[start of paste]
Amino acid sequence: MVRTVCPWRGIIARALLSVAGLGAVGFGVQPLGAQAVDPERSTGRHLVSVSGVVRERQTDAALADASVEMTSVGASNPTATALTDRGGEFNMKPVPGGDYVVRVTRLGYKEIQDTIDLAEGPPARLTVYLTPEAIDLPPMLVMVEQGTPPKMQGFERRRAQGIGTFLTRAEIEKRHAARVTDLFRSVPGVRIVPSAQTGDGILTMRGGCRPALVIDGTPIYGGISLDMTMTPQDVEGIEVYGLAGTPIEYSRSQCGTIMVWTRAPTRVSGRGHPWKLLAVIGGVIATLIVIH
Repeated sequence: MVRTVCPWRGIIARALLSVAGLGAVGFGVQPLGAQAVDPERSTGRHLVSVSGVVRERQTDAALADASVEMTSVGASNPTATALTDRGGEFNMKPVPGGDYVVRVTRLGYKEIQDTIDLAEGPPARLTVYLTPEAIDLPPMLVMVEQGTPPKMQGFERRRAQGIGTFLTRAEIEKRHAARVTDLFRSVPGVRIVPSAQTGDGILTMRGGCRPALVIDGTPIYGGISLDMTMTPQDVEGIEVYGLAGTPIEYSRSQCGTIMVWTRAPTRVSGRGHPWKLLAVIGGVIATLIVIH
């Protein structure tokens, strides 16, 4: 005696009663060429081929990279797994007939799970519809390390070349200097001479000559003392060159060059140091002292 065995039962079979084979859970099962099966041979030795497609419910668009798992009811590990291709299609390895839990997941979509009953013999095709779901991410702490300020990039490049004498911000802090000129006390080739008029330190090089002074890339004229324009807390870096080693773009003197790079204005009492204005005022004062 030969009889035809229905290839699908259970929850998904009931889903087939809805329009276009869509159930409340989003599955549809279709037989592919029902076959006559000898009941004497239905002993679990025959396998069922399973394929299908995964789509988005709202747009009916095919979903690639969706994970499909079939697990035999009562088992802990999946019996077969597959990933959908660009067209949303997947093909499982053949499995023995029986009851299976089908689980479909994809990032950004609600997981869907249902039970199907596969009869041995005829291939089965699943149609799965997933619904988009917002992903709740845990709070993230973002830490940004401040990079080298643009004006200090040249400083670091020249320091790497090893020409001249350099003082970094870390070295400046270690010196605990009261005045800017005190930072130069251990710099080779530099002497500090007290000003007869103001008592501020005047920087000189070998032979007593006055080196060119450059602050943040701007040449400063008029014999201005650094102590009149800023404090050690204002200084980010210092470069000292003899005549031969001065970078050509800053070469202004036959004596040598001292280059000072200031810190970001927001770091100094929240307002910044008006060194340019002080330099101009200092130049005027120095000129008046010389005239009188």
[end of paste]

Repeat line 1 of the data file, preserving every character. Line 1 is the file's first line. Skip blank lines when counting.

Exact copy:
Amino acid sequence: MVRTVCPWRGIIARALLSVAGLGAVGFGVQPLGAQAVDPERSTGRHLVSVSGVVRERQTDAALADASVEMTSVGASNPTATALTDRGGEFNMKPVPGGDYVVRVTRLGYKEIQDTIDLAEGPPARLTVYLTPEAIDLPPMLVMVEQGTPPKMQGFERRRAQGIGTFLTRAEIEKRHAARVTDLFRSVPGVRIVPSAQTGDGILTMRGGCRPALVIDGTPIYGGISLDMTMTPQDVEGIEVYGLAGTPIEYSRSQCGTIMVWTRAPTRVSGRGHPWKLLAVIGGVIATLIVIH